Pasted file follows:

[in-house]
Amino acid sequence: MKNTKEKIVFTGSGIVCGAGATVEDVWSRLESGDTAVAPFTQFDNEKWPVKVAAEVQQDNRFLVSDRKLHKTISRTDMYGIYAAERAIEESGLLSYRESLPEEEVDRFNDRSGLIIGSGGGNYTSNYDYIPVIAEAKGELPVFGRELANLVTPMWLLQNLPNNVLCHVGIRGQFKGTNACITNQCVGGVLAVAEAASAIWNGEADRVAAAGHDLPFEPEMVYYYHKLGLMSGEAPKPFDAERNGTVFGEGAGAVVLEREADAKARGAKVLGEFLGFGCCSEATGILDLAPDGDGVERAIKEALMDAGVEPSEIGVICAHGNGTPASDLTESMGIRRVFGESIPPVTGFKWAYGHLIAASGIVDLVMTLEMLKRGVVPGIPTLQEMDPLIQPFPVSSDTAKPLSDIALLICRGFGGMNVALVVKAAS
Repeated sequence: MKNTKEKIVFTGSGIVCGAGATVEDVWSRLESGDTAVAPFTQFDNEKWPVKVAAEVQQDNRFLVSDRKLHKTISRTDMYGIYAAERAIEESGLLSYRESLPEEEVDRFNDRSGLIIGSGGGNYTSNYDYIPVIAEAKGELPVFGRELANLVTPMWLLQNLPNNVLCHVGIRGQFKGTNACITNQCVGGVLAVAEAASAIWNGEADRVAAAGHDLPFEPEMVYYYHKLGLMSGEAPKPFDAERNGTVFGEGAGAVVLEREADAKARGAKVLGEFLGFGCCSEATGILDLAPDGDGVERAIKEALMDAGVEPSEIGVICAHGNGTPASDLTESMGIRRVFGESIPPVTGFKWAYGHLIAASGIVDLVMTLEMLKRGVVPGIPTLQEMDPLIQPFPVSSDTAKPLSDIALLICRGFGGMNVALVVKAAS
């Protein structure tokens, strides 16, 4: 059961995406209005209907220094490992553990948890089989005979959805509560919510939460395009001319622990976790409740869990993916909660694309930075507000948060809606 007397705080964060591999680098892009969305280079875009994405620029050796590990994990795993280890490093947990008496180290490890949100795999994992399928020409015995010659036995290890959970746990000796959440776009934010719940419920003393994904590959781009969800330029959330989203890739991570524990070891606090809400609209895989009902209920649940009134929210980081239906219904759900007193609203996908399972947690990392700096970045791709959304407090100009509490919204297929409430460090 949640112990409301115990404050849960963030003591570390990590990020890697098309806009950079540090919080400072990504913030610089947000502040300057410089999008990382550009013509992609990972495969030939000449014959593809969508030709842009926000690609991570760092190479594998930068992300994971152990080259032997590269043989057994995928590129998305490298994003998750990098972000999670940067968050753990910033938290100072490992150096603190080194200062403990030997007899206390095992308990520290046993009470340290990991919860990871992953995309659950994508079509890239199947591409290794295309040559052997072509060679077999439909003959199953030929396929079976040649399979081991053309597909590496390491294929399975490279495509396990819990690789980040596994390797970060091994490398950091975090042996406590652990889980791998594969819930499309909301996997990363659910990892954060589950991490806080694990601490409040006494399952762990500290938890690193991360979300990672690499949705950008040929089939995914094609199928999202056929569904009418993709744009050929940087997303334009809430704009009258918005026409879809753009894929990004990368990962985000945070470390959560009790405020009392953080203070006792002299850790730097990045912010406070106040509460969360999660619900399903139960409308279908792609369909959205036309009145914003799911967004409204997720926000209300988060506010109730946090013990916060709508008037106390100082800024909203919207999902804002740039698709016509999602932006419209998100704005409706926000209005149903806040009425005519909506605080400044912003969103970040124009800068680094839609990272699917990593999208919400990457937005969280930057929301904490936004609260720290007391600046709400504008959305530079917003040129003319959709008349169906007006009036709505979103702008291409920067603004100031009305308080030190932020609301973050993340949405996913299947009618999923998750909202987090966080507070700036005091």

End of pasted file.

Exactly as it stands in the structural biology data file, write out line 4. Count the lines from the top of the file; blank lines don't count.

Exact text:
């Protein structure tokens, strides 16, 4: 059961995406209005209907220094490992553990948890089989005979959805509560919510939460395009001319622990976790409740869990993916909660694309930075507000948060809606 007397705080964060591999680098892009969305280079875009994405620029050796590990994990795993280890490093947990008496180290490890949100795999994992399928020409015995010659036995290890959970746990000796959440776009934010719940419920003393994904590959781009969800330029959330989203890739991570524990070891606090809400609209895989009902209920649940009134929210980081239906219904759900007193609203996908399972947690990392700096970045791709959304407090100009509490919204297929409430460090 949640112990409301115990404050849960963030003591570390990590990020890697098309806009950079540090919080400072990504913030610089947000502040300057410089999008990382550009013509992609990972495969030939000449014959593809969508030709842009926000690609991570760092190479594998930068992300994971152990080259032997590269043989057994995928590129998305490298994003998750990098972000999670940067968050753990910033938290100072490992150096603190080194200062403990030997007899206390095992308990520290046993009470340290990991919860990871992953995309659950994508079509890239199947591409290794295309040559052997072509060679077999439909003959199953030929396929079976040649399979081991053309597909590496390491294929399975490279495509396990819990690789980040596994390797970060091994490398950091975090042996406590652990889980791998594969819930499309909301996997990363659910990892954060589950991490806080694990601490409040006494399952762990500290938890690193991360979300990672690499949705950008040929089939995914094609199928999202056929569904009418993709744009050929940087997303334009809430704009009258918005026409879809753009894929990004990368990962985000945070470390959560009790405020009392953080203070006792002299850790730097990045912010406070106040509460969360999660619900399903139960409308279908792609369909959205036309009145914003799911967004409204997720926000209300988060506010109730946090013990916060709508008037106390100082800024909203919207999902804002740039698709016509999602932006419209998100704005409706926000209005149903806040009425005519909506605080400044912003969103970040124009800068680094839609990272699917990593999208919400990457937005969280930057929301904490936004609260720290007391600046709400504008959305530079917003040129003319959709008349169906007006009036709505979103702008291409920067603004100031009305308080030190932020609301973050993340949405996913299947009618999923998750909202987090966080507070700036005091």